Suns proud to deny Westbrook triple-double

PHOENIX — The Suns refused to allow Russell Westbrook to break the triple-double record on their home court, disappointing a crowd that cheered and chanted for him during a bizarre fourth quarter on Friday night.

Several fans booed Oklahoma City Thunder players who didn’t shoot after receiving passes from Westbrook.

Westbrook ended the night two assists shy of his 42nd triple-double of the season, which would have broken Oscar Robertson’s 55-year-old record. On several occasions in the fourth quarter, he didn’t shoot when open and instead passed to teammates, but the Suns made denying Westbrook assists their priority down the stretch of their 120-99 victory, which snapped a 13-game losing streak for Phoenix.

“Fourth quarter, we had such a big lead and the only thing he needed was assists, so the whole game plan changed,” Suns forward Jared Dudley told ESPN. “He was still in the game down 20, 25, and you could see he was being real passive, so we just stayed home; and if he was going to do a drop-off, we were going to foul and make them earn it. If he was going to earn it, it was going to be somewhere else.

“I hope he gets it, just not here, not versus us. We’ve dealt with enough problems this year, so to have another history against us and have to watch it 20 years from now, I’m glad it’s not us.”

Suns star shooting guard Devin Booker, who had 21 of his game-high 37 points in the fourth quarter to ensure the Thunder never mounted a serious comeback threat, said he took it personally that the Talking Stick Resort Arena crowd cheered so enthusiastically for Westbrook.

After a few of his buckets in the fourth quarter, Booker yelled at the crowd: “This is my house!” adding a profanity on one occasion.

“I’m a competitor, and I’m at my home arena and you’re hearing chants to another guy,” Booker said. “Which I totally respect Russell. He brings it each and every night, and you can’t discredit what he’s been doing. I’m sure he’s going to pass Oscar for the most triple-doubles. I just didn’t want it to be here. I took that personal. Like I said, I’m a competitor. I’m sure if someone was chasing a record at home in OKC, he’d feel the same way.”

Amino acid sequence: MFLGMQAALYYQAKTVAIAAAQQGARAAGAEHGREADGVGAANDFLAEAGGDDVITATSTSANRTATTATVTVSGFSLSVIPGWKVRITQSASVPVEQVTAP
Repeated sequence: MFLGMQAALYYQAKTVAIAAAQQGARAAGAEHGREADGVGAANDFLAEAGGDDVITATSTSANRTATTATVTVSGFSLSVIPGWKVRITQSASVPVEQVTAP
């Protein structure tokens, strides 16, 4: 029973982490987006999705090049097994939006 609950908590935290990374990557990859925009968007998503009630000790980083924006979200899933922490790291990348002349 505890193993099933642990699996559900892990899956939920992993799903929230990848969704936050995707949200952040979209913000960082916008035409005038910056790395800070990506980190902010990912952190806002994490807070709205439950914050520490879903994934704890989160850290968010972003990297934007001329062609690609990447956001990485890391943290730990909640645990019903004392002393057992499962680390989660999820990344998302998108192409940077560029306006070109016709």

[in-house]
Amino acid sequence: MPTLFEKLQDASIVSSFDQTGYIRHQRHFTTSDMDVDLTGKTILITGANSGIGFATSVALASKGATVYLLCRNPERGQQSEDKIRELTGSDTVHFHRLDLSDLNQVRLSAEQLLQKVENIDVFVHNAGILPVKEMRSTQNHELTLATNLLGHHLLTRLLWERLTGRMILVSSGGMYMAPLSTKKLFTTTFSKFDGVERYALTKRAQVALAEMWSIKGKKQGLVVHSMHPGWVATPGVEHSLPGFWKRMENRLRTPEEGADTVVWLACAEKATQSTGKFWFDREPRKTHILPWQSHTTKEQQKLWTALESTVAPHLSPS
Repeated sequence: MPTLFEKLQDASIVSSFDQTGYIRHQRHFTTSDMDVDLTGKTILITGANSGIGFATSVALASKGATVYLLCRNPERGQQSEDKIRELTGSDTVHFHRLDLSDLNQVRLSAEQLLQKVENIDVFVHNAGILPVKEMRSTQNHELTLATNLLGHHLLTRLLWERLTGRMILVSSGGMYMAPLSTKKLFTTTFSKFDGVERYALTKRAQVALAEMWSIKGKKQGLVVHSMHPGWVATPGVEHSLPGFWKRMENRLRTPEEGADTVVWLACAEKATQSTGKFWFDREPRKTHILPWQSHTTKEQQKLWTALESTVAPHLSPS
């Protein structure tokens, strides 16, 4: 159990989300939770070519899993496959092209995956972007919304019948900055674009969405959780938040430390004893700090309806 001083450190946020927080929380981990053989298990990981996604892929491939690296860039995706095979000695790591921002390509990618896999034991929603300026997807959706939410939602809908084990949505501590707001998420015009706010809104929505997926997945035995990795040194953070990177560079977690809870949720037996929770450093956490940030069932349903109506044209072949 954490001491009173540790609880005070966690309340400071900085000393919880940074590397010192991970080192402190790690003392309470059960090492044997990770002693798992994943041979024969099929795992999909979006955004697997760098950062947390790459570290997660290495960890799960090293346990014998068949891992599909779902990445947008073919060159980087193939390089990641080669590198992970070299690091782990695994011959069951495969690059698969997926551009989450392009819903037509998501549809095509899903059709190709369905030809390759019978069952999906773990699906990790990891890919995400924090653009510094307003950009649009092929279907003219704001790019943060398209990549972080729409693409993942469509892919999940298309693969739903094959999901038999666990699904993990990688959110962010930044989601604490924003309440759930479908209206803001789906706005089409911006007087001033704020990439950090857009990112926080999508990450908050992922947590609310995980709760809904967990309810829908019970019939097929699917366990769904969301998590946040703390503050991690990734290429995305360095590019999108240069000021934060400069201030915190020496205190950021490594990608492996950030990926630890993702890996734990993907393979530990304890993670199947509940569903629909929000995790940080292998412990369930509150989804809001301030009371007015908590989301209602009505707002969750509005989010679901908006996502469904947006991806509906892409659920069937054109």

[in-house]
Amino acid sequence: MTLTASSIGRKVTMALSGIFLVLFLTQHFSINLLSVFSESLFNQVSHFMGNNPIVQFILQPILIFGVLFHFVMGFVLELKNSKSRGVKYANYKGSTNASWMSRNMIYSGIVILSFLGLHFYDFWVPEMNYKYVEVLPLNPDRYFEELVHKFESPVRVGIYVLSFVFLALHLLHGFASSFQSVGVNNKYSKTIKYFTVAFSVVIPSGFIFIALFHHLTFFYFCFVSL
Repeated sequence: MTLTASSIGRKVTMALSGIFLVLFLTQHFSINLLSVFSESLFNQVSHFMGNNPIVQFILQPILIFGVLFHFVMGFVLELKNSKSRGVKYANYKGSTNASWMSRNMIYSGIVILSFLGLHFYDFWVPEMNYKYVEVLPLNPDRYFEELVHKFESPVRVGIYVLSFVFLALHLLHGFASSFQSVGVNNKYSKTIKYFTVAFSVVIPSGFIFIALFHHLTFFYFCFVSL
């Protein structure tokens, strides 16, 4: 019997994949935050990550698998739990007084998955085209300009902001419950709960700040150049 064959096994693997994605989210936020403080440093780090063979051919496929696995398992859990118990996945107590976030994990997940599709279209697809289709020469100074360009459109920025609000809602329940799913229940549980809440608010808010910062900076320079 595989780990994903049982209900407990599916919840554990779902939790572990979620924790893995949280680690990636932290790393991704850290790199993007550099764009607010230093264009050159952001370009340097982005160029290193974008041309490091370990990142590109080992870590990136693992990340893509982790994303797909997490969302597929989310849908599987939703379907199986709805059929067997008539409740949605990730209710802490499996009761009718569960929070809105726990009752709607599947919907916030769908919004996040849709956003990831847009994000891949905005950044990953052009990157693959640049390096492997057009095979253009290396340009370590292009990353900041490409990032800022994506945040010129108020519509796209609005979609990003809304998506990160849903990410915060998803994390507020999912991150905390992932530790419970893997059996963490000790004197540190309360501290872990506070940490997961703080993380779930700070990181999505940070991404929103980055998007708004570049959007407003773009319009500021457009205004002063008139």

Suns point guard Tyler Ulis offered his take.

“You don’t want to be on the opposite end of history when things like that happen,” Ulis said. “Like when Devin dropped 70, no matter what, Boston’s going to be part of that. We didn’t want that to happen on us.”

The Suns believed that Westbrook was hunting assists in pursuit of history in the fourth quarter. Westbrook denied that was the case.

“I mean, I was 6-for-25. F—, I mean, what you want me to do?” Westbrook said after spending almost an hour working on his shot in Phoenix’s practice gym after his poor shooting performance. “I wasn’t making the shots, so somebody else can help. My job is to see what’s going on and try to find guys that make some shots, and maybe we can get something going. But it wasn’t falling for me tonight.”

The Suns readily admitted they were aware in the fourth quarter of how many assists Westbrook needed to record a triple-double.

“Yeah, he knew too,” Ulis said. “That’s all he was trying to do. He was wide open trying to find guys. We stuck to them, ran guys off the line, and it didn’t happen.”

The Suns decided to foul any time Westbrook fed a teammate in the lane. Fans loudly booed Dudley when he wrapped up Thunder center Steven Adams, who also got booed for not attempting a 3-pointer off a Westbrook pass, even though Adams has never made a 3 in his career.

“Hey, I’m not just going to let him lay it up,” Dudley said. “I know what’s at stake right now with history. It won’t involve me, I’ll tell you that. It was nothing dirty, nothing malicious. It was just, hey, I’m going to grab those arms and make you shoot free throws. If I had to, I’d foul at half court and make them get in the bonus.”

Westbrook said he wasn’t concerned with the Suns’ defensive strategy in the fourth quarter, saying, “That’s on them.” He also insisted that the triple-double record wasn’t on his mind late in the blowout loss.

“I wasn’t playing for records since I’ve been in the league,” said Westbrook, who finished with 23 points, 12 rebounds, 8 assists and 8 turnovers. “This is my ninth year. I play the same way every single night. Record or no record, I compete at a high level, and that’s what I do.”

Thunder coach Billy Donovan said the chance to break Robertson’s record had nothing to do with his decision to play Westbrook deep into the fourth quarter, despite the lopsided score, citing some of the remarkable comebacks that Westbrook has pulled off this season.

“No, I wasn’t trying to get him a triple-double,” Donovan said. “I’ve seen enough miraculous things this year: At Dallas, at Orlando and some other places. You know? And I thought about taking him out. I think there was maybe a stoppage of play around 3:45, 3:40, somewhere around that point. And I just said, you know what? He gets hot from 3-point line, something happens, we make a couple shots, get a couple stops. And then at that point, around 2:35, 2:40, I actually thought about calling a timeout on the play he got fouled to get him out. But just wanna give him and our team every opportunity to try to have a chance to win.”

The Suns, on the other hand, made no bones about the fact that their primary goal late in the game was to make sure Westbrook finished with single-digit assists.

“I want to see him reach history,” Booker said. “Just not here in Phoenix.”

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